You ladle a bit of the liquid batter over a heated pan with a bit of butter, and within a minute, you have a delicious pancake to fill with whatever your heart desires.
I like combining sweet and savory by filling my crepes with cheese and apples.
The height of decadence, Eclairs are finger-shaped pastries filled with buttery vanilla cream and topped with a thick layer of chocolate icing.
The pastry dough is choux pastry, which is a light and crispy receptacle for a rich and silky filling and topping.
Eclairs are front and center in any
coffee shop or patisserie dessert case.
Having one with coffee or espresso is essential.
Macarons are light and airy cookie sandwiches that come
in a rainbow of colors and flavors.
Originating as a royal delicacy during the Renaissance, macarons are naturally gluten-free, using almond meal, egg whites, and sugar.
Sandwiched between two macaron cookies is some form of creamy filling, ranging from ganache and buttercream to jam.
Marrons Glace are candied chestnuts.
Chestnuts are a popular fall snack all over Europe. In the States, we’re used to eating them roasted.
They have a sweet, starchy flavor. Furthermore, candying the chestnuts emphasizes their sweetness.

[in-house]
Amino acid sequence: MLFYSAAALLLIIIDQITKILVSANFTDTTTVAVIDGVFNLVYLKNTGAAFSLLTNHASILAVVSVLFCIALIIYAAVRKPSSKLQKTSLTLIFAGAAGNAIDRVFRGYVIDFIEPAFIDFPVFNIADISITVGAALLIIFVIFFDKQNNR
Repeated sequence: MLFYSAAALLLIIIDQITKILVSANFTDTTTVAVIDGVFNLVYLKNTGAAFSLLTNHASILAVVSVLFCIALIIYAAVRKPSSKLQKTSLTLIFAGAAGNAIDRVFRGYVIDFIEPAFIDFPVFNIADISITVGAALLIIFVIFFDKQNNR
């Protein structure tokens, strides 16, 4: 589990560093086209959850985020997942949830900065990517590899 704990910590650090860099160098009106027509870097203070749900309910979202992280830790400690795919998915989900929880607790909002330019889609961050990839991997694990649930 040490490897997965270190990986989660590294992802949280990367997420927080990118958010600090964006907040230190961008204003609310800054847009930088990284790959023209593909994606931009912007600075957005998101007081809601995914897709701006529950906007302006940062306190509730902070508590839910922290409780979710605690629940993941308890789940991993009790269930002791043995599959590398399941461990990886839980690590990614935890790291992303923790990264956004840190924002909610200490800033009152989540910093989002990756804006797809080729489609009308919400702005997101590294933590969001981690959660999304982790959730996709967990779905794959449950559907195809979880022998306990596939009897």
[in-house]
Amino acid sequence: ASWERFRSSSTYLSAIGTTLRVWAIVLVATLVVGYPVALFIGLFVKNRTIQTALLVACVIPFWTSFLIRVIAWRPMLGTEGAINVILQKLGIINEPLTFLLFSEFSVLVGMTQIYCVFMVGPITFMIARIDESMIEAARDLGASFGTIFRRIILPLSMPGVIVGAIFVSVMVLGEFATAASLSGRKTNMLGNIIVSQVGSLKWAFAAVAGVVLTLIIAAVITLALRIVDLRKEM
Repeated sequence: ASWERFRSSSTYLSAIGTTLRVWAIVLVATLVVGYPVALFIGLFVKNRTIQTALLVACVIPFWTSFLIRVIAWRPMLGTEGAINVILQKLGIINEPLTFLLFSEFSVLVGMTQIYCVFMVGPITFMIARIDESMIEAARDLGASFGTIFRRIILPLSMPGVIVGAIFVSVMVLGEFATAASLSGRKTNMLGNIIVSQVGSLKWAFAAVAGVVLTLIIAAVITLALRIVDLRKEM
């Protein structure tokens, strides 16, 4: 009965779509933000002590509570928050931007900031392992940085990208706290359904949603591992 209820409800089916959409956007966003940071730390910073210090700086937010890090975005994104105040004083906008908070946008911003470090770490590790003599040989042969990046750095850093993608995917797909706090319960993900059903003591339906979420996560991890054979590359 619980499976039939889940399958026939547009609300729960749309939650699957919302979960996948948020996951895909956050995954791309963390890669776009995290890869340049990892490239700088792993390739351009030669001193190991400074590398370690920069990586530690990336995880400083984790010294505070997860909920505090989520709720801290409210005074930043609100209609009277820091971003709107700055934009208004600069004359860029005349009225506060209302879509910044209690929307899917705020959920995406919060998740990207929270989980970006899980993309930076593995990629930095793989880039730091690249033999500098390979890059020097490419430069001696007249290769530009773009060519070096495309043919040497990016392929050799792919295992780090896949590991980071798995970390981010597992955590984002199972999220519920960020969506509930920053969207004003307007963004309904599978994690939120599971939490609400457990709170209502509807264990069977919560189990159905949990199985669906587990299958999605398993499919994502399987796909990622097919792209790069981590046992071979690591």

They taste like bite-sized candied yams, with a dry, crunchy, and baked crust and a pillowy innard.
Chocolate and bread are perfect parcels on their own, but the marriage of the two is a match made in heaven.
Pain au Chocolat is a croissant pastry stuffed with a long bar of high-quality chocolate.
The buttery, flaky croissant texture is the perfect complement to the rich semi-sweet chocolate.
The chocolate bar doesn’t melt completely, and its firm texture is a delightful surprise at the bottom of each bite.
The French answer to “pigs in a blanket,” Galette-Saucisse is a
typical street food of Upper Brittany, consisting of a pork sausage wrapped in a buckwheat flour crepe.
The crepe essentially acts as an edible wrapper for the hot sausage that insulates the sausage while protecting your hands from being burned.
The French usually eat these without sauces, but I like to put Dijon mustard on mine.